Victim or Victor?
Have you ever thought about your relationship to chronic pain? Are you a victim of it or a victor over it? When you are suffering with unrelenting pain day after day, it’s very easy to slip into a victim mentality.
Below are two descriptions of life with chronic pain, each given by a fibromyalgia patient. See if you can tell what makes one patient a victim and the other a victor.
Patient #1 - "My life was great before I got sick. I worked ten to twelve-hour days, but my job was challenging and rewarding. I had a wide variety of interests and took an active part in my community, teaching aerobics classes and working with the local theater group. I even went back to school and took a couple of classes each semester. Thanks to fibromyalgia, that’s all gone now. I had to give up the job I loved to take something with shorter hours and less stress. Even with that, it takes everything I have to get out of bed and drag myself to work every morning. Then when I get home, all I can do is collapse. I spend my weekends resting and trying to build up enough strength to face another week. As for a social life - what’s that? I’m too tired and in too much pain to even think about going out or doing anything that’s not absolutely essential. I feel so useless - like my life doesn’t have a purpose anymore. Sometimes I wonder why God is keeping me here. I can’t face the thought of feeling like this for the rest of my life."
Patient #2 - "My life is certainly different than I thought it would be, and very different than it was before I developed fibromyalgia. It may sound crazy, but even though I miss some of the things I used to be able to do, some aspects of my life are actually better. Of course, I went through a period of feeling sorry for myself and mourning my old life. But then I decided it was time to take a good hard look at my life and figure out what I could do to make it better. The first thing I realized I needed to do was to move back to my hometown so I could be closer to my children and grandchildren. They are the most important people in my life and traveling to see them was getting more and more difficult. Next, I realized I had to make a career change. Trying to work a regular eight-to-five job was not helping me get any better. It wasn’t easy, but eventually I was able to figure out a way to work from home. Now I can work when I’m feeling my best and take a break when I need to rest. Best of all, I’m making a living doing what I had always dreamed of - writing."
It’s fairly obvious that the first patient is the victim and the second is the victor. What you may not realize, though, is that both patients are the same person - and that person is me. A dozen or so years ago, I was Patient #1. Today, I am Patient #2.
What made such a difference? How did I manage to go from being a victim to being a victor? I took control. Victims are at the mercy of someone or something else. Victors take control of the situation and come out on top. I decided it was up to me to take control of my life and make it into what I wanted it to be.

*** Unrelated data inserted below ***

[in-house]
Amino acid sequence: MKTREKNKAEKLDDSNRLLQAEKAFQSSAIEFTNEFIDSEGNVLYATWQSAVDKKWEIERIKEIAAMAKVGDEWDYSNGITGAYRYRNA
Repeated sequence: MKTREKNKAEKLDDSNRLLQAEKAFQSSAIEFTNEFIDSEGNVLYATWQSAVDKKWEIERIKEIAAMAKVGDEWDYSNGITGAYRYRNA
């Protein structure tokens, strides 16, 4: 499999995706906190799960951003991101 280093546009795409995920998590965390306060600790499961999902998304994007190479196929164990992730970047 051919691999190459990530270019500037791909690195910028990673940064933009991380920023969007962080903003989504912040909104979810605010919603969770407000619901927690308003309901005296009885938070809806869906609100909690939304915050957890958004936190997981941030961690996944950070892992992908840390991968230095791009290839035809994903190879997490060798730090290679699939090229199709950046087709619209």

Taking Control of My Attitude
The first step was to take control of my attitude. I was tired of feeling like a victim. The only way I knew how to get rid of that feeling was to change my attitude about my illness and my life. I was spending far too much time focusing on all the things I couldn’t do; so I made a conscious decision to focus on the things I could do. I realized that even though I had some physical limitations, who I am had not changed. I was still the same caring, creative person I had always been. I just had to find new ways to use my abilities and talents. I still had something of value to offer my family and the world.
Taking Control of My Actions
Once I took control of my attitude and started focusing on what I could do, it was time to take control of my actions and actually start doing things differently. First, I sat down with a piece of paper and a pen and made a list of the priorities of my life. Since my energy and physical abilities were limited, I figured I should be using those precious assets to fulfill my top priorities. Much to my surprise, what I was doing didn’t match up at all with what my priorities were I was so caught up in doing what I thought I "had" to or "should" be doing that I had postponed those things that were actually most important to me.
With this new revelation, I began to think about what changes I needed to make so that I could spend my time and energy on what was most important to me - my family and my writing. This wasn’t a quick or easy process. The changes didn’t happen overnight - or even over a year. But little by little, I made changes along the way and gradually I got where I wanted to be.
Another important action I took control of was my healthcare. I began to educate myself by studying everything I could find on fibromyalgia. And if a doctor was not willing to work with me to find the best treatment options for me, I found another doctor. I also looked into and tried a number of complementary therapies, keeping those that helped. When I had a flare, I took note of what may have triggered it. As much as possible, I learned to avoid the activities and situations that tended to lead to flares.
The end result is that I am no longer a victim of fibromyalgia - I am a victor over it. Yes, I still have pain, but I have better control of that pain than ever before. And in spite of the pain, I consider my life to be rewarding and worthwhile.
It’s Up to You
Whether you are a victim of your pain or a victor over it is up to you. It’s a matter of choice. Just because you have pain doesn’t mean you have to be a victim. You can take control of your attitude, your actions, your healthcare, and ultimately your life. You can make the choice to be a victor!
Karen is the Co-Founder of the National Fibromyalgia Association. She wrote for HealthCentral as a patient expert for Pain Management.